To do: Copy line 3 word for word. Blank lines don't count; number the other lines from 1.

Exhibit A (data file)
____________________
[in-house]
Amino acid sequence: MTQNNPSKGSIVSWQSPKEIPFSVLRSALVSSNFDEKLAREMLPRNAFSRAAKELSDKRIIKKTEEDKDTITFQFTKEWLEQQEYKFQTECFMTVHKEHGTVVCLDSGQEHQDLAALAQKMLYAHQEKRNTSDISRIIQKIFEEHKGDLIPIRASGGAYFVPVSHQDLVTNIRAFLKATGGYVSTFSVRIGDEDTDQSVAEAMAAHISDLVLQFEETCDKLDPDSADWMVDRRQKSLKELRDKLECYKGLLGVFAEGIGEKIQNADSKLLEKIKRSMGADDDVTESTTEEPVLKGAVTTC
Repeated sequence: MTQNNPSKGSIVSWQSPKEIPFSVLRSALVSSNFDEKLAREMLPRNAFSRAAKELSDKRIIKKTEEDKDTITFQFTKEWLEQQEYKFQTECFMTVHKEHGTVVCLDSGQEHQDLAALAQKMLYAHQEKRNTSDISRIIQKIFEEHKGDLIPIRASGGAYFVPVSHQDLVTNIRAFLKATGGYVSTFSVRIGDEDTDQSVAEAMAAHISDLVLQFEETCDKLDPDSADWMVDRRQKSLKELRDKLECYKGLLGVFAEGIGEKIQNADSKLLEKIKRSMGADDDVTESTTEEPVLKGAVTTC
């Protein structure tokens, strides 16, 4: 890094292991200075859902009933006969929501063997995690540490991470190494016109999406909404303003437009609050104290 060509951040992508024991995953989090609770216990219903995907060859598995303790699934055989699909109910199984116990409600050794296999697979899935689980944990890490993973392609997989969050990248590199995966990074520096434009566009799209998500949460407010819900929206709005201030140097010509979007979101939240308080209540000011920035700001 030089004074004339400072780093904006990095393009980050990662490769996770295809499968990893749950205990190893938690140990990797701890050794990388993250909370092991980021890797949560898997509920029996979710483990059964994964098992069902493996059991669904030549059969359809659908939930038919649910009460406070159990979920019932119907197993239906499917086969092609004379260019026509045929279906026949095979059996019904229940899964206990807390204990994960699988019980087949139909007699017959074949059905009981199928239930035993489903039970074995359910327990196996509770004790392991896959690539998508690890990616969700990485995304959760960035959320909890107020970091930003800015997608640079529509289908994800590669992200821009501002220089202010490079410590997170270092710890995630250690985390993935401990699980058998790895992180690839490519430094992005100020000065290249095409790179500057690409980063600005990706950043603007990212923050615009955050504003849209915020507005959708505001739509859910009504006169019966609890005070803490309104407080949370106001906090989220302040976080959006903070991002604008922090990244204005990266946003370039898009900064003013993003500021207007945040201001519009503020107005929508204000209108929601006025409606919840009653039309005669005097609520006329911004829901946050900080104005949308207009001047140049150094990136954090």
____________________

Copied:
Repeated sequence: MTQNNPSKGSIVSWQSPKEIPFSVLRSALVSSNFDEKLAREMLPRNAFSRAAKELSDKRIIKKTEEDKDTITFQFTKEWLEQQEYKFQTECFMTVHKEHGTVVCLDSGQEHQDLAALAQKMLYAHQEKRNTSDISRIIQKIFEEHKGDLIPIRASGGAYFVPVSHQDLVTNIRAFLKATGGYVSTFSVRIGDEDTDQSVAEAMAAHISDLVLQFEETCDKLDPDSADWMVDRRQKSLKELRDKLECYKGLLGVFAEGIGEKIQNADSKLLEKIKRSMGADDDVTESTTEEPVLKGAVTTC